The Economics of Eurovision

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I quite like Eurovision - hardly a controversial statement, even if some may find the absurd pageantry a little too much. As I was watching Ukraine’s last minute dash to victory (despite winning neither the popular vote, nor the judges vote) in the 2016 reincarnation of the franchise I couldn’t help but think about the cost of performing and hosting Eurovision. The politics of Eurovision - itself a well documented subject - is heavily informed by the money involved (like everything). And like all stories of government spending on what is essentially a vanity project, this means it can go very wrong, very easily.

 

In the true austerity spirit of the day, Romania were kicked out of Eurovision 2016 before it had even begun, for non-payment of debts to the tune of CHF 16m (just over £11m). Not only could Romania not perform, but they were no longer entitled to show the event - a true blow for many (but luckily not the fans - according to the World Bank, over half of Romanians have access to the internet, as well as having access to some of the fastest and cheapest internet connections in Europe, so streaming would not have been an issue for most). The financial burden of performing at Eurovision was a stretch too far and to me it was obvious what was causing this: the increasing cost of glitter and sequins.

Ukraine's entry Jamala won the 2016 Eurovision Song Contest with her politically charged '1944'
Ukraine’s entry Jamala won the 2016 Eurovision Song Contest with her politically charged ‘1944’

I decided to look in to it and it turns out that my hypothesis was incorrect. In reality, the people who own and operate Eurovision are called the European Broadcasting Union (EBU) - an alliance of public service media corporations and entities from 56 different countries. There are also 34 associate members from other countries. It is somewhat linked to the EU, although we will still be allowed in Eurovision if we vote Out in June. The main output of the EBU is Eurovision, although their members include non-European states such as Egypt and Algeria.

 

They are funded mostly by the U.K., Germany, France, Spain and Italy, hence the automatic inclusion of these countries in Eurovision, although Italy have pulled out for political reasons in years gone by. The EBU is a non-profit organisation, but then again so is FIFA, and we all know about their never ending struggle for the normalisation of bribery. Moreover, it turns out like FIFA - or a particularly adventurous prostitute -  the EBU will let anyone do anything for enough money  .

 

After all, Australia’s inclusion in to Eurovision seems to be for financial reasons. The EBU is not quite the financially secure institution it was, and in a time where frivolities are being reigned in on the continent, events like these are the first to lose funding. It seems that Europe will have to look outward to maintain the behemoth that Eurovision has become, and with the shape that the world seems to be taking - increased globalisation and further erosion of previously defined boundaries (despite nationalistic and religiously motivated backlash all over the world) - combined with the positive scores given by the judges to the Antipodean nation, it appears that Eurovision will soon become Globalvision.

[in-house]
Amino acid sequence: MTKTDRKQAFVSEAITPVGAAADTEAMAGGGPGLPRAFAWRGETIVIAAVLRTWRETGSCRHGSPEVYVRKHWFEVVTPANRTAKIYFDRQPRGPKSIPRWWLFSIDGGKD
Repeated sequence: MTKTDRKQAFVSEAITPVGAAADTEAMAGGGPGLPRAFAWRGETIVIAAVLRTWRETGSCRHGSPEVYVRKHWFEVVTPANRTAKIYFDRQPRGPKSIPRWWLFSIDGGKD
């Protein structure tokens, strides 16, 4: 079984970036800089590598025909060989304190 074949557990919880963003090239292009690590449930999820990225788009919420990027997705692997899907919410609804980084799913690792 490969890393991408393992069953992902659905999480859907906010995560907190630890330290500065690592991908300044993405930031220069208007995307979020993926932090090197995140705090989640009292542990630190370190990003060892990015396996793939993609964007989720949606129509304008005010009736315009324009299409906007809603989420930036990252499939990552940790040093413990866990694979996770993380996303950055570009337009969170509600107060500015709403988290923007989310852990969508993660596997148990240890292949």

Of course, the watering down of traditional entertainment so that it can be packaged and resold to a global audience is hardly a new phenomena; in this respect football’s Premier League is well ahead of Eurovision. Jon Ola Sand - an executive supervisor with the EBU - was particularly forthright about the aims of the show, saying “We strongly believe the Eurovision Song Contest has the potential to evolve organically into a truly global event.”.

 

When it comes down to it though, does this really matter? For the individual, after all, despite its popularity here and abroad, Eurovision is basically an excuse to get drunk with your friends and gain an incredibly shallow knowledge about modern European politics. There is no real European culture that can be gleaned from Eurovision, other than an apparent love for key changes and glitter. The trend of “globalisation” has been around in Eurovision for a while as well, with Morocco participating in previous years.

 

On the other hand, this slow march towards a lack of real identity is what is plaguing a lot of cultures in recent years. The very tangible idea of a nation state with borders is being eroded, whether it be through codified means like the currently suspended Schengen zone, or whether it be by groups of struggling refugees fleeing from poverty and death. Of course, the state of Eurovision is hardly analogous for the disintegration of a world order that has been around since World War Two, but maybe the ultra-camp contest can be a canary for the global community mission creep.

 

It may not be that important - and many may rejoice in its evolution in to a more globalised event - but it is somewhat sad to see Eurovision’s slow descent in to view-grabbing, instead of being a genuine yet flamboyant celebration of European identity and togetherness. It is sad that Romania can be kicked out of a European celebration because their government can’t afford the exorbitant costs of entering. A ridiculously high barrier to entry  is completely contradictory to the spirit of Eurovision.

 

Maybe I’m reading too much in to it, or maybe I’m on the right track - either way, there is no doubt that Eurovision is changing to reflect a false flag of a libertarian ideal that is exemplified in OECD’s across the world: it doesn’t matter who you are or where you’re from, you are welcome (but only if you can afford it, of course).

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